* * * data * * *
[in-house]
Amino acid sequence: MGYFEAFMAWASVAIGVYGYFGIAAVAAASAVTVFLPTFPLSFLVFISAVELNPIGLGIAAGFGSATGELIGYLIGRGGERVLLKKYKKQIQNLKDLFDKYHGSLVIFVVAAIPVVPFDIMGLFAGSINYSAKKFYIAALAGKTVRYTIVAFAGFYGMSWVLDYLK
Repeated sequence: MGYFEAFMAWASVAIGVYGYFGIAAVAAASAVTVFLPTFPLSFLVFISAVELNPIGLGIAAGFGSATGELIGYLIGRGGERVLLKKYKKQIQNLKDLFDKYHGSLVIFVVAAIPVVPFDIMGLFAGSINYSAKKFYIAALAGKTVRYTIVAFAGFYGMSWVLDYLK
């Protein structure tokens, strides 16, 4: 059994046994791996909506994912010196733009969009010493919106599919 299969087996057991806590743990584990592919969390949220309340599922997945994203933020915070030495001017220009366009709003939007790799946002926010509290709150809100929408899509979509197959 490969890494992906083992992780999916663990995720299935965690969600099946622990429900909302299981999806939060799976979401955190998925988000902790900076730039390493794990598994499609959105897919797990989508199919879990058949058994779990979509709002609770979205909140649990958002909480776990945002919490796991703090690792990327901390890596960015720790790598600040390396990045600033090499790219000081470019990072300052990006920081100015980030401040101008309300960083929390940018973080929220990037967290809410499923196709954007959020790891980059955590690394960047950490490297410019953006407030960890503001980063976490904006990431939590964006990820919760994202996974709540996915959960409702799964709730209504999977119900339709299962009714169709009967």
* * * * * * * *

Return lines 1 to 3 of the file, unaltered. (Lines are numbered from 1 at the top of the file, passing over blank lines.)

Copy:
[in-house]
Amino acid sequence: MGYFEAFMAWASVAIGVYGYFGIAAVAAASAVTVFLPTFPLSFLVFISAVELNPIGLGIAAGFGSATGELIGYLIGRGGERVLLKKYKKQIQNLKDLFDKYHGSLVIFVVAAIPVVPFDIMGLFAGSINYSAKKFYIAALAGKTVRYTIVAFAGFYGMSWVLDYLK
Repeated sequence: MGYFEAFMAWASVAIGVYGYFGIAAVAAASAVTVFLPTFPLSFLVFISAVELNPIGLGIAAGFGSATGELIGYLIGRGGERVLLKKYKKQIQNLKDLFDKYHGSLVIFVVAAIPVVPFDIMGLFAGSINYSAKKFYIAALAGKTVRYTIVAFAGFYGMSWVLDYLK